1. Is there something in the city’s budget you would like to see changed?
Mike Boyle: I have no earthshaking comments to make about the budget, however, there are some issues that give me concern.
There seems to be a recent increase in “ad hoc” spending on parks. I support the concept of parks and believe that they add to the quality of life in Kenai, however, I think we need a plan that looks at the park system as a whole, not random spending on pet projects of one individual or another. During my time on the Council $20,000 was designated for a study to address parks in the city and a location for a city park. No such study came back to the Council, yet an increasing amount of funds are being spent to develop new parks and further develop some specific parks in a rather hodge-podge fashion.
The water treatment plant is another concern. While there may be grants and other forms of funding that could save the expense of upgrading and maintaining that would have to come from the general fund, waiting too long could lead to even more expensive results. My concerns are that if we don’t address these issues now they will become even greater and more expensive later. This issue needs to be addressed immediately.
Finally, the current practice of annually raising rents on senior housing at Vintage Point is unnecessary and a hardship for those tenants on a fixed income. This practice should to be ceased and any increases should be based on a common sense approach based on real expenses and needs.
Jim Glendening: The city general fund budget for fiscal year 2015 is $15,544,059, which is a decrease from fiscal year 2014. The greatest increase in most governmental agencies budget are employee expenses. The city has done a tremendous job of maintaining quality services, providing stable benefits for the employee and continuing to maintain a low mill rate for our residents.
The special use funds, such as the Capital Projects, Personal Use Fishery, and Equipment Replacement funds could be better defined. They should explain how projects are prioritized.
Some of our city facilities are aging and in need of major renovations, our city roads (in many subdivisions) are in need of upgrades. I would like to have council entertain funding to address these issues. With the State of Alaska fiscal concerns some of these “fix-it” items will most likely fall on our citizens instead of looking to the state for funding.
Bob Molloy: We should revisit our current policy that senior rents have to cover all major repair and replacement costs at Vintage Point, our City-owned senior independent living facility, so we can keep senior rents affordable and allow seniors to stay in our community with their families, and to benefit from our senior programs. I did not support the 2014, 2015 and 2016 rent increases for Vintage Pointe in the City budget. When the City received State funding to build this facility, the City agreed to pay for maintenance and operating costs, but there was no mandate that senior rents had to pay for costs of major repair and replacement at the facility. There is great value to Kenai, not easily quantifiable in dollars, in providing senior housing which allows our seniors to age in place.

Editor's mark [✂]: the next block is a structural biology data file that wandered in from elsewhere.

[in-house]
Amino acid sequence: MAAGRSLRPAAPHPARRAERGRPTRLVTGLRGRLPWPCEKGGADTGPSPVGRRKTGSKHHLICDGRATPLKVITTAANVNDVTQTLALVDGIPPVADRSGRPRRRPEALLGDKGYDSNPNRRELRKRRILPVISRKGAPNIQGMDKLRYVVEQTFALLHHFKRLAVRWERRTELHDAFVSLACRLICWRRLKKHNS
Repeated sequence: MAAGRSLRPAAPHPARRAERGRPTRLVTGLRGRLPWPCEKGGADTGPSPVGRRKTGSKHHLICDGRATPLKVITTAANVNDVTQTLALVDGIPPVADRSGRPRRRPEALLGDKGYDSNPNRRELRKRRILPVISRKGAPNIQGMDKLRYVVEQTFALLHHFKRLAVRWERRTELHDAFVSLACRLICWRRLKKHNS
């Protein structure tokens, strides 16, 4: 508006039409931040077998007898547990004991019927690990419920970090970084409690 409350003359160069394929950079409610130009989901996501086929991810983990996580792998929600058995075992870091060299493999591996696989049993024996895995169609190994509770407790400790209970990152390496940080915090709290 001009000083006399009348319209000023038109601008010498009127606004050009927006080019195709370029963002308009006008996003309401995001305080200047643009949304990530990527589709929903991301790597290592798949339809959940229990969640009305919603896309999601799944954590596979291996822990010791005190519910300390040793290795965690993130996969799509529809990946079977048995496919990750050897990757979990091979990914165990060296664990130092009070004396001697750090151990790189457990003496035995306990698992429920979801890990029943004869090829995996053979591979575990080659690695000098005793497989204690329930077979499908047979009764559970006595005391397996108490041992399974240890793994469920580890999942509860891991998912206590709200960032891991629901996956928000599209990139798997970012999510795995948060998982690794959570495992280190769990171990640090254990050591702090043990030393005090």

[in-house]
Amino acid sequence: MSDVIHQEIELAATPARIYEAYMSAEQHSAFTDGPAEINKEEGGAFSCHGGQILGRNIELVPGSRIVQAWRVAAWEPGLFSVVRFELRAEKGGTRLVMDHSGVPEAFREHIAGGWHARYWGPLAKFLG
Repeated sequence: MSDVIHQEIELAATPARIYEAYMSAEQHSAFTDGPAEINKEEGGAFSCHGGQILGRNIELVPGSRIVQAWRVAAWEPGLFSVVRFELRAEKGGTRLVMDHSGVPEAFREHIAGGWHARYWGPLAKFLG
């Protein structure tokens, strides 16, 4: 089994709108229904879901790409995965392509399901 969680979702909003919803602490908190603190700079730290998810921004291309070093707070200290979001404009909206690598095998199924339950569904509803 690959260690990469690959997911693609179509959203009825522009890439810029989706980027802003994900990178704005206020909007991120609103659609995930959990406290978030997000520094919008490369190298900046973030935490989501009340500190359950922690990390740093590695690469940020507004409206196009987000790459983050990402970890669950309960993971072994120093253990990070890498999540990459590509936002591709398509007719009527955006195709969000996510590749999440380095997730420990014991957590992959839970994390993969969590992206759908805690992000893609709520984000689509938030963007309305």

2. How do you feel the city is doing in managing the dipnet fishery? What concerns still need to be addressed?
Boyle: Over the years the City has done a good job in predicting and identifying issues of the dipnet fishery and reacting to minimize problems. The only recent exception would be this year’s back up of traffic on the Spur Highway. One which can be easily remedied.
The South Beach has recently created some issues. Access has been a problem in the more recent years. While I support a properly installed road for beach access, I question the actions of the City in purchasing a residential home in order to obtain other properties for the purpose a road.
Glendening: The city is doing a very good job of management, considering the difficulty the state fishery has delivered into our community.
Over the years, the administration and council has listened to the residents and put so many of their suggestions into place. In October a report is generated from each city department tasked with delivery of services. The report reflects the positives, negatives, and solutions to the cities management responsibilities. On peak fishery days, over 15,000 Alaskan residents use the city access points to the river.
A new concern, this season, was burning of wood pallets, once burned they leave nails and metal fasteners that are not disposed of properly and end up in the sand.
The state of Alaska granted the city funding to build a new access road on the south side of the river. The new access will protect the neighborhood, wetlands and critical habitat areas.